At the first ever "Opportunities for Diversity" event, AMS Administrator Anne Alonzo (at the podium) was joined by Deputy Secretary Krysta Harden (first seat) and several members of the commodity Research and promotion boards. The event discussed the changing face of agriculture and the importance of including members from all schools of thought, backgrounds and culture.
The face of agriculture is changing. The changes are reflected in the Ag Census data released last week, in the rural communities we serve, and in the way the Department is looking toward the future. With a 12 percent increase in minority farm operators and a 21 percent increase in Hispanic farm operators since 2007, it’s clear that the agricultural landscape is changing. And it is vital that industry leadership evolves, too.
My agency, the Agricultural Marketing Service (AMS), oversees more than 20 Federal Research and Promotion (R&P) boards, whose members are appointed by Secretary of Agriculture Tom Vilsack. These boards serve a variety of commodity industries, focusing on nutrition, research, marketing and consumer outreach. By helping develop new markets and strengthening existing ones, they create opportunities for farms and businesses across the country. Read more »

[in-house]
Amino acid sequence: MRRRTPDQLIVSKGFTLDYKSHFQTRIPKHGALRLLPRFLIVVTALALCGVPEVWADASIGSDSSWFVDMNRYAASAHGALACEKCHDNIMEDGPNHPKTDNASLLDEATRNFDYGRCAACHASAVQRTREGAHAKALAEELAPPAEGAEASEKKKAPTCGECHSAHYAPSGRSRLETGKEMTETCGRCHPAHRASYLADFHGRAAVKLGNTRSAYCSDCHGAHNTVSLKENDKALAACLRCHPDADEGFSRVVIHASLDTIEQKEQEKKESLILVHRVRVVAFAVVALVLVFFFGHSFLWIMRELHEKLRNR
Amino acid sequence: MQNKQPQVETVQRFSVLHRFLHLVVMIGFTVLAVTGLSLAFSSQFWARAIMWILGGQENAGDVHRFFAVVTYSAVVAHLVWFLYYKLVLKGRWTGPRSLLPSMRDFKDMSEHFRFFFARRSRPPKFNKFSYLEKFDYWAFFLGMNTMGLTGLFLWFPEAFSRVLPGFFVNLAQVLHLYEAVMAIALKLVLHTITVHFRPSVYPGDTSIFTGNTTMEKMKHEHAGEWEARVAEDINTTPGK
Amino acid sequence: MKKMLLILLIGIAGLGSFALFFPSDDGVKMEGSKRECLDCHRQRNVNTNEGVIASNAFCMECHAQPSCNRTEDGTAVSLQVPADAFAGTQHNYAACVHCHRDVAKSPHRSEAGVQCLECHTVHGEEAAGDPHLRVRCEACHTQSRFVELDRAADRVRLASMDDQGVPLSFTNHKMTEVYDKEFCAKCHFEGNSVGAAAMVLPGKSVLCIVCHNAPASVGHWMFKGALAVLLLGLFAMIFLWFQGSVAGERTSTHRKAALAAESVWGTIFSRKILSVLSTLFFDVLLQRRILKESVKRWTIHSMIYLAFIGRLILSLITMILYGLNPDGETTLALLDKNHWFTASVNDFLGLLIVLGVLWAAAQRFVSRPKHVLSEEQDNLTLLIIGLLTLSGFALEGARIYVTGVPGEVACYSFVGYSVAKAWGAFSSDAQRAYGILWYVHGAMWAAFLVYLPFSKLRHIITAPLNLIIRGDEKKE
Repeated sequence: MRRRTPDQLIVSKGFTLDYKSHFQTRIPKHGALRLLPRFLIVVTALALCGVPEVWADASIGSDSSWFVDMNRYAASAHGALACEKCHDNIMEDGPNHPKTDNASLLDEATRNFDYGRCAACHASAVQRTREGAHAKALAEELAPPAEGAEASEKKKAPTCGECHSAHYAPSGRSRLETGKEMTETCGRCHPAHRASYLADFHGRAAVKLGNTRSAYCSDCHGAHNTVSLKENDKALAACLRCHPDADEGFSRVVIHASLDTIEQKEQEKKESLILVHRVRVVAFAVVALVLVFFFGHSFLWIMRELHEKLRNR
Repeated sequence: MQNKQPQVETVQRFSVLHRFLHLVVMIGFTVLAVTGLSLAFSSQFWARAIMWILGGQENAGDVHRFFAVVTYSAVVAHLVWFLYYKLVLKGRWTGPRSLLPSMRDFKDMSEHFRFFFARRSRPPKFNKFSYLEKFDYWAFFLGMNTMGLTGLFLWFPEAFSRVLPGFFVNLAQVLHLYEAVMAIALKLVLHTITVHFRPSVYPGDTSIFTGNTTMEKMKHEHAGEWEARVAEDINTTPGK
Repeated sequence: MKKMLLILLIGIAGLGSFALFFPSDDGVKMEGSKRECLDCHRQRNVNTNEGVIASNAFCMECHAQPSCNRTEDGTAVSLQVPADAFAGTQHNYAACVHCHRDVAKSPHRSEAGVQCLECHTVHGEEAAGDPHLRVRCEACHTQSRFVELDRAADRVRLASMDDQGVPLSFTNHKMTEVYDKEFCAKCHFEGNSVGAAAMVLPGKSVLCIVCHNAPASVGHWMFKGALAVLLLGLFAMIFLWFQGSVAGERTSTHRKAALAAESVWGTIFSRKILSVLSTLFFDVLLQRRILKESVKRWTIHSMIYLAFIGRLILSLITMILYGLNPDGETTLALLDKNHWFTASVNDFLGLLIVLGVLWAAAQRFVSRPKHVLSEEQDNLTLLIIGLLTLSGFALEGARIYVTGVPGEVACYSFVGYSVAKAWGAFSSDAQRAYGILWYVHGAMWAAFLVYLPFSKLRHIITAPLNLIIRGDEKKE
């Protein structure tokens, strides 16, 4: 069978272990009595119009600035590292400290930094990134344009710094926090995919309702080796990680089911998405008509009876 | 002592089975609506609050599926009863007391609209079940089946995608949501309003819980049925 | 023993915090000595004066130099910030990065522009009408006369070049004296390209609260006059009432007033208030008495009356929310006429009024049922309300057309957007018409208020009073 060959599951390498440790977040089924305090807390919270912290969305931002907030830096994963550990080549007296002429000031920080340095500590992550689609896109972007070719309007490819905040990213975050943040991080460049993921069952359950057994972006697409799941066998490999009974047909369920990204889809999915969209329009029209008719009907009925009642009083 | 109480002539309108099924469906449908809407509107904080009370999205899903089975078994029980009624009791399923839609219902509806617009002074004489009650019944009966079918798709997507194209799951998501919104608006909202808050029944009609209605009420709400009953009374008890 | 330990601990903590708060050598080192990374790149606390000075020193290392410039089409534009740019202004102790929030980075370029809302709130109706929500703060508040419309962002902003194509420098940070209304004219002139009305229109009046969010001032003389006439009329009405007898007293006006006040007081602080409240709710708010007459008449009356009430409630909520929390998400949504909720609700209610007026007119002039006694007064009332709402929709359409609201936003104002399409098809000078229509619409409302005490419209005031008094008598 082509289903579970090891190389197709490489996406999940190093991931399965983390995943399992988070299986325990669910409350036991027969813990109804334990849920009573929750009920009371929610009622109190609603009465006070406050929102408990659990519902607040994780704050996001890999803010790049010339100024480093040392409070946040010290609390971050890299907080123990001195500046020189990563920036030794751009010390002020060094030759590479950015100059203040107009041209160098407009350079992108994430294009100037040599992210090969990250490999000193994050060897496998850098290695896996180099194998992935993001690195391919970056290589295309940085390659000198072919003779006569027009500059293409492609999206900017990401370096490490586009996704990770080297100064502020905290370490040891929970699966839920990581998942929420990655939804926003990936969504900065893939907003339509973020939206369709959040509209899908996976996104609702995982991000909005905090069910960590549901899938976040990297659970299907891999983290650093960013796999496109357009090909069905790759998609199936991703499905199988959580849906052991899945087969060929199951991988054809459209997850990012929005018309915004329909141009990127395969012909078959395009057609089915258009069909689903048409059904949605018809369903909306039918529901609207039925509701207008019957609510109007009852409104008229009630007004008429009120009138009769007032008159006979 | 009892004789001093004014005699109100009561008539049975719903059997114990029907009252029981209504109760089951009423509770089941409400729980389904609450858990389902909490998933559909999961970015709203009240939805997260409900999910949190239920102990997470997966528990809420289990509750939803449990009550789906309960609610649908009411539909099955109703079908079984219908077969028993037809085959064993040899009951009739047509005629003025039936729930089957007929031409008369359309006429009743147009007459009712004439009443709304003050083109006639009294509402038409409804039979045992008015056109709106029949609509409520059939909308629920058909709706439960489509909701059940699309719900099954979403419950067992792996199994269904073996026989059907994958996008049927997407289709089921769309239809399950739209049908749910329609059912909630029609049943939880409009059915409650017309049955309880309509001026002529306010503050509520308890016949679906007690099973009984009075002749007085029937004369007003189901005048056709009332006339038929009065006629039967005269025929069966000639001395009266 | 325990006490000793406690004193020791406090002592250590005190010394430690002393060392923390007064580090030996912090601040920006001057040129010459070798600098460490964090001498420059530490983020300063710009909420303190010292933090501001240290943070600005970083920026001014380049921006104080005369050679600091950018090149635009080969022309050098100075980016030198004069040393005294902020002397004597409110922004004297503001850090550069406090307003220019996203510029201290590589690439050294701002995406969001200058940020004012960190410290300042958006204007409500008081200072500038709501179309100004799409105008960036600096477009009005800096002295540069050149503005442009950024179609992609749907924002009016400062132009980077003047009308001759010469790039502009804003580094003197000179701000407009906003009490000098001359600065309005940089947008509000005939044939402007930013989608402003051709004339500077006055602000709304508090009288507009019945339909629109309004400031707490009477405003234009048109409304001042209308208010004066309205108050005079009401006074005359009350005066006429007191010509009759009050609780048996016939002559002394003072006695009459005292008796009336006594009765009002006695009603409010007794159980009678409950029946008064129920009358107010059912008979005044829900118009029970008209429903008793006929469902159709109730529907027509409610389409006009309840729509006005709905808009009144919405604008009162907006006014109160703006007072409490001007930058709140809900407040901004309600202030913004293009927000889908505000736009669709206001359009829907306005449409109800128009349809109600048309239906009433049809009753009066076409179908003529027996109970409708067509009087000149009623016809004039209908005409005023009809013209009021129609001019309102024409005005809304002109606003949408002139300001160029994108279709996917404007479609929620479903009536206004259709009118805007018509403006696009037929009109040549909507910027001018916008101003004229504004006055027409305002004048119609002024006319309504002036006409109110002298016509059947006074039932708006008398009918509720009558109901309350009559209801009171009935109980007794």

More than 1,500 inner-city youth from Houston Independent School District gather over a week-long period at Jones State Forest – Children’s Forest each year to participate in the annual Exploring Houston’s Backyard. The Bosque Móvil-Forest Mobile is one tool the U.S. Forest Service’s Latino Legacy program uses to provide learning experience around Texas.
Roughly a decade ago, Tamberly Conway impulsively agreed to leave Key West, Fla., with a friend to serve as crew members on a 47-foot sailboat with a captain they barely knew. But somewhere between Key West and Guatemala, she began reevaluating her decision.
They got off the boat in Guatemala and spent the next year absorbing the Latino culture and Spanish language. She turned that unexpected experience into helping the U.S. Forest Service reach out to the Latino community. Along with her multiple degrees in natural resources, Conway connects Latinos to the natural world around them through such programs as Latino Legacy. Read more »